Planetary phase of civilization

The planetary phase of civilization is a term created by the Global Scenario Group (GSG) to describe the contemporary era in which increasing global interdependence and risks are binding the world into a unitary socio-ecological system. Characteristics of this phase include economic globalization, biospheric destabilization, mass migration, new global institutions, the Internet, new forms of transboundary conflict, and shifts in culture and consciousness.

BackgroundEdit

The notion of the planetary phase of civilization derives from the work of the Global Scenario Group, an international and interdisciplinary body convened in 1995 to examine alternative long-range futures. The GSG synthesized its findings for a non-technical audience in the essay Great Transition: The Promise and Lure of the Times Ahead.[1]

According to the GSG, the planetary phase of civilization is the third significant transition in civilization, following the shift from Stone Age culture to Early Civilization, and from Early Civilization to the Modern Era. The planetary phase sees social organization, the economy, and communications move to the global level. Some argue that it constitutes a new geologic era, the Anthropocene, in which human activity becomes the dominant driver of changes to the Earth system.

The GSG argued that historical transitions have been accelerating. Thus, the duration of the Stone Age was on the order of 100,000 years; Early Civilization, 10,000; and Modernity, 1,000. If the planetary phase takes shape over 100 years, the pattern would continue.

Future scenariosEdit

The GSG groups the possibilities for how the planetary phase could unfold into three broad scenario types: Conventional Worlds, Barbarization, and Great Transitions. Conventional Worlds assume the persistence of currently dominant institutions and cultural values, and Barbarization scenarios are marked by social devolution. Great Transition futures, by contrast, incorporate new institutions rooted in the ascendance of a new suite of values – solidarity, ecological stewardship, well-being – powered by the emergence of a global citizens movement as a potential actor to counter the power of transnational corporations, state governments, and mainstream values.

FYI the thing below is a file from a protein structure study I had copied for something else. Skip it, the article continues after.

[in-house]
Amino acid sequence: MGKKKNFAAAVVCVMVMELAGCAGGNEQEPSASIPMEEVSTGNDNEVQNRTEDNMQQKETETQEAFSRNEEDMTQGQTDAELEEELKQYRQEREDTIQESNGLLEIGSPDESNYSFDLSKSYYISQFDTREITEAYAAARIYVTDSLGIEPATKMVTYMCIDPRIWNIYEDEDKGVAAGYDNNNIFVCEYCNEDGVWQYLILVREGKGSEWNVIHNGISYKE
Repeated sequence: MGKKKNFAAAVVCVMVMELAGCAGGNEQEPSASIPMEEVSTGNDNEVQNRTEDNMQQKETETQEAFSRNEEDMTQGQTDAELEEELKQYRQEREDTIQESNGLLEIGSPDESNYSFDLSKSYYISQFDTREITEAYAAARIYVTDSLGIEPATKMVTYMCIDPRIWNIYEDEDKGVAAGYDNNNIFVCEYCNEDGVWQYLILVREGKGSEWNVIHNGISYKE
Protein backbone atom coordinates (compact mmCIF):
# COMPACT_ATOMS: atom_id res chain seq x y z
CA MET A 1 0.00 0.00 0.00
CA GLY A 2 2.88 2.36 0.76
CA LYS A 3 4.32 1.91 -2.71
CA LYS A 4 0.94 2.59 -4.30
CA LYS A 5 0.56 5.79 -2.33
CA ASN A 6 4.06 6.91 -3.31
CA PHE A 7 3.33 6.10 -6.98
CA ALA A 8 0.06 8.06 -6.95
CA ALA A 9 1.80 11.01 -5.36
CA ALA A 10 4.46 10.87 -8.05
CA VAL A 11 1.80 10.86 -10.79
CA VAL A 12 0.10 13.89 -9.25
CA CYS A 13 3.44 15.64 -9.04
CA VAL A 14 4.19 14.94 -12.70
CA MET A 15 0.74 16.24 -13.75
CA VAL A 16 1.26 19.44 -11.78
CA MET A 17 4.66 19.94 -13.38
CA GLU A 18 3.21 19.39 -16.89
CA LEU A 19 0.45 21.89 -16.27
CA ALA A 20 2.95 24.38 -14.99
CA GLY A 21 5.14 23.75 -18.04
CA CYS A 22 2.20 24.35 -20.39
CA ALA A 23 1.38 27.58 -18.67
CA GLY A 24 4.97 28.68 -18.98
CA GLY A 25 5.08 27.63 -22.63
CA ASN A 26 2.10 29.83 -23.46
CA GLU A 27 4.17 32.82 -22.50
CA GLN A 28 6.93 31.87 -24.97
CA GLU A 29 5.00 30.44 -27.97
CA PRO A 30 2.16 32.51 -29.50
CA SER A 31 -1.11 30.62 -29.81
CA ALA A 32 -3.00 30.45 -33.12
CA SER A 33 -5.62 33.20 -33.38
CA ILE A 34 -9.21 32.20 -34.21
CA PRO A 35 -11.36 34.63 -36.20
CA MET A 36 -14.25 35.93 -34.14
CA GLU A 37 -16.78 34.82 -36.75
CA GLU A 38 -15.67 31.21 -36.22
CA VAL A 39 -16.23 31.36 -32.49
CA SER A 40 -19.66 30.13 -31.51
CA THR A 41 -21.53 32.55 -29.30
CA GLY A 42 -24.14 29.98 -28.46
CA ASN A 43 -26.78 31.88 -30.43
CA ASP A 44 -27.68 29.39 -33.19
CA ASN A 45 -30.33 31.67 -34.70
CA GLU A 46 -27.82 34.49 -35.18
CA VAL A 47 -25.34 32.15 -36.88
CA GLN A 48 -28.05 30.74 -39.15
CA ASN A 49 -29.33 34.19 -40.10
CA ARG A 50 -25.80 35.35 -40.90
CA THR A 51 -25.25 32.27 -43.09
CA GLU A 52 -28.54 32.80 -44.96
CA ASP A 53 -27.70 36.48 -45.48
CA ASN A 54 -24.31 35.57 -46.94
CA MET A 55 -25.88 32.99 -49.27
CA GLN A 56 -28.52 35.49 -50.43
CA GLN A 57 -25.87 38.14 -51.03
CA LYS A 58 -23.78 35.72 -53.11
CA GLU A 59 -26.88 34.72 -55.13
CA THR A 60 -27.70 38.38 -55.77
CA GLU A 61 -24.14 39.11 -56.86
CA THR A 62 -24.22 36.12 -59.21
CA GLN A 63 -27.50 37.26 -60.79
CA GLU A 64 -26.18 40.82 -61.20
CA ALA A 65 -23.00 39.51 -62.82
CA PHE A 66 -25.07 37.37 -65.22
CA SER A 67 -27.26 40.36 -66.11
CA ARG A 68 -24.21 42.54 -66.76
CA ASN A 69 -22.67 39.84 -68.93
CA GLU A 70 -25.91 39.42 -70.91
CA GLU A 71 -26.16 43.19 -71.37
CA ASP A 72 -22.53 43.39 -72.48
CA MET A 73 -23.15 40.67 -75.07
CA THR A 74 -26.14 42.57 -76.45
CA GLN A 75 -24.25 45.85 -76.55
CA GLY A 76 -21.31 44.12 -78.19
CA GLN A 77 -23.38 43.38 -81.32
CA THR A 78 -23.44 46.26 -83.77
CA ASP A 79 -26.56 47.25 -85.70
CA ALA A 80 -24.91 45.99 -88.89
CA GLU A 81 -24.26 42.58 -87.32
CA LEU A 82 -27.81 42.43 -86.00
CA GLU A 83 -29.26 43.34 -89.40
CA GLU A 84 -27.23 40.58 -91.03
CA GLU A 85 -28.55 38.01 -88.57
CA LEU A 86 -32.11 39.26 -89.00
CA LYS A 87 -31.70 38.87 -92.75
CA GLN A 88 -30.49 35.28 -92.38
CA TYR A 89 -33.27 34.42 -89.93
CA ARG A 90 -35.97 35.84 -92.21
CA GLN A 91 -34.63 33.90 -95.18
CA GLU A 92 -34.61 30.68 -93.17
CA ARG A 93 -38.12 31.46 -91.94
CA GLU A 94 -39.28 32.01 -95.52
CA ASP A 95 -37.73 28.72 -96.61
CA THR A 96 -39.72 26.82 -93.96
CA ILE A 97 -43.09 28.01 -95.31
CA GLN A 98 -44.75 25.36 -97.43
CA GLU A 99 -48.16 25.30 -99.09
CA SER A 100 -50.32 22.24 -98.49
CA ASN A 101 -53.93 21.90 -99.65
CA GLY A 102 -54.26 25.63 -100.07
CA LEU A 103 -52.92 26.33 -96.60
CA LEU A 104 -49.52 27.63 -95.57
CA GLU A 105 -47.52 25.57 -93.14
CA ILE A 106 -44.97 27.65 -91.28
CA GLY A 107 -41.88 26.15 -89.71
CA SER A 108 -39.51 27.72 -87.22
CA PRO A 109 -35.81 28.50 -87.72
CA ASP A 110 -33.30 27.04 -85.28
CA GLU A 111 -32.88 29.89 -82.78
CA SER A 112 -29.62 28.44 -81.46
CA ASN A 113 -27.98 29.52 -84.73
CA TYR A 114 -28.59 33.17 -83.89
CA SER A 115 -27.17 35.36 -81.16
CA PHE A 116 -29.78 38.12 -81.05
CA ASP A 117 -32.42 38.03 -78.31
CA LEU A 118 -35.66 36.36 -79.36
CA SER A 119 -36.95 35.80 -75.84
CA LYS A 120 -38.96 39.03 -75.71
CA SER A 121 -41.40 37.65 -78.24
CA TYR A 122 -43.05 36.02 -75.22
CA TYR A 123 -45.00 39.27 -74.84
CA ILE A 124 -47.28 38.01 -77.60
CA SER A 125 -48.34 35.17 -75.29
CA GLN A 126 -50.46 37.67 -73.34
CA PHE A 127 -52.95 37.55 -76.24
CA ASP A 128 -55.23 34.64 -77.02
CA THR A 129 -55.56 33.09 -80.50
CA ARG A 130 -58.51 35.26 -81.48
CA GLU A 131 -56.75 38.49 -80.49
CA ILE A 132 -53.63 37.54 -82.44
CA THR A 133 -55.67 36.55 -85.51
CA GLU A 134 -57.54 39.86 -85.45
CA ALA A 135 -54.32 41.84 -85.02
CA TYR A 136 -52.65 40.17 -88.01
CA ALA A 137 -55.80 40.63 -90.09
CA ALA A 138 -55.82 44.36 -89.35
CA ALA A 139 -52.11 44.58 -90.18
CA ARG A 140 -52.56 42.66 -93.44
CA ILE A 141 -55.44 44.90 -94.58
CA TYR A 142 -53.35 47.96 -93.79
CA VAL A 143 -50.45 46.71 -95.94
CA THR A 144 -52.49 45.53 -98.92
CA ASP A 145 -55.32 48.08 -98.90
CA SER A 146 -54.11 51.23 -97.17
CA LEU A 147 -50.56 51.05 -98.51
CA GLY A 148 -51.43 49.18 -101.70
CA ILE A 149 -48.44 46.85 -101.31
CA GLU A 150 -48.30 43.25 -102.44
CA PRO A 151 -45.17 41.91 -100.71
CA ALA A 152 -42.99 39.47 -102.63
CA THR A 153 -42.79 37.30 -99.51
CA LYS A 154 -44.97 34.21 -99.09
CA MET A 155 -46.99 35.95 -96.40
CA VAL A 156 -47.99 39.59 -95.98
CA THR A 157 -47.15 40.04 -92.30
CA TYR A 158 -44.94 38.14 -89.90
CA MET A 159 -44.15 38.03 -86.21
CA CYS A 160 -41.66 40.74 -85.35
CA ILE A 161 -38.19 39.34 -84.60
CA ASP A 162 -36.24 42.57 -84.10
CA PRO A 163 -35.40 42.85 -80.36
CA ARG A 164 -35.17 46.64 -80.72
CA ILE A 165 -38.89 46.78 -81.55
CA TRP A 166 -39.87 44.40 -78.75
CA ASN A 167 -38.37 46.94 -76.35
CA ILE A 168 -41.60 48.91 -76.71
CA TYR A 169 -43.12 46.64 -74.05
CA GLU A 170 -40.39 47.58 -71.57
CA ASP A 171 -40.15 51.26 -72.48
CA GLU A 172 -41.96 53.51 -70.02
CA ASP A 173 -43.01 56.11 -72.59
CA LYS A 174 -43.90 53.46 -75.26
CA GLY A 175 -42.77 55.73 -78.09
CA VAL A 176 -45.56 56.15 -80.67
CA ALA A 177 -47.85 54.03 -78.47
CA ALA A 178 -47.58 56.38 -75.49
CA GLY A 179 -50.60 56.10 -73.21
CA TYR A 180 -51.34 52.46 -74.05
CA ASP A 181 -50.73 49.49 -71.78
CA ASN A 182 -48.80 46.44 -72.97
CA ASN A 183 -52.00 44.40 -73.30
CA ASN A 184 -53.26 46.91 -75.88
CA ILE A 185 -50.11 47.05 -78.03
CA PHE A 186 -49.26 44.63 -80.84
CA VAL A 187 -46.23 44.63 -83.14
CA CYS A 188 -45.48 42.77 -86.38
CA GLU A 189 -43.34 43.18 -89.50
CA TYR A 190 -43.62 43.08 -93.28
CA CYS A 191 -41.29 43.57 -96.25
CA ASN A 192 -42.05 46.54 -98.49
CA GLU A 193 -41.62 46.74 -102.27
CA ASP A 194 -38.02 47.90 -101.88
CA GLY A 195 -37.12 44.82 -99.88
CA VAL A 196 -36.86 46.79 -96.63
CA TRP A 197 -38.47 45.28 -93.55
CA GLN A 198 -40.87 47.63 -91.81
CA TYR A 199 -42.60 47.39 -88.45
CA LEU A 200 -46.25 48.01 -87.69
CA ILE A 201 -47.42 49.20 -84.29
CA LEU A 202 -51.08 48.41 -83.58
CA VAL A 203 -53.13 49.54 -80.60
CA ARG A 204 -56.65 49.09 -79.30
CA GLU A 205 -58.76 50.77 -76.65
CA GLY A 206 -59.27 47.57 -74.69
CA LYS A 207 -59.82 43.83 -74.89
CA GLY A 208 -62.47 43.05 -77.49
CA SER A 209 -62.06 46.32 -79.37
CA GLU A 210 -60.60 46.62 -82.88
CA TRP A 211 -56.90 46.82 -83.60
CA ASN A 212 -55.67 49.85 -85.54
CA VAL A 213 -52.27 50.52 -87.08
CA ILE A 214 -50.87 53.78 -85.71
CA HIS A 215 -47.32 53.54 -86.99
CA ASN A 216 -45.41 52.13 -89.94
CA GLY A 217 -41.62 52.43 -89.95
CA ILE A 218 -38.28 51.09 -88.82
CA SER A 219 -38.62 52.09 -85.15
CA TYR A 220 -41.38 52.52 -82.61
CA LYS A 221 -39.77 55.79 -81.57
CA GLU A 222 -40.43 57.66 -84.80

See alsoEdit

ReferencesEdit

  1. ^ Paul Raskin, Tariq Banuri, Gilberto Gallopín, Pablo Gutman, Al Hammond, Robert Kates, and Rob Swart, Great Transition: The Promise and Lure of the Times Ahead (Boston: Stockholm Environment Institute, 2002), http://www.greattransition.org/gt-essay. See also its sequel: Paul Raskin, Journey to Earthland: The Great Transition to Planetary Civilization. (Boston: Tellus Institute, 2016), http://www.greattransition.org/publication/journey-to-earthland.

Further readingEdit

  • Raskin, Paul. Journey to Earthland: The Great Transition to Planetary Civilization. Tellus Institute, 2016, ISBN 978-0-9978376-0-5
  • Ankerl, Guy. Coexisting Contemporary Civilizations: Arabo-Muslim, Bharati, Chinese, and Western. Geneva: INUPRESS, 2000. ISBN 2-88155-004-5
  • Kelly, Sean M. Coming Home: The Birth & Transformation of the Planetary Era. Aurora, CO: Lindisfarne Books, 2010. ISBN 1-58420-072-3
  • Mickey, Sam. On the Verge of a Planetary Civilization: A Philosophy of Integral Ecology. 2014. ISBN 1-78348-136-6

External linksEdit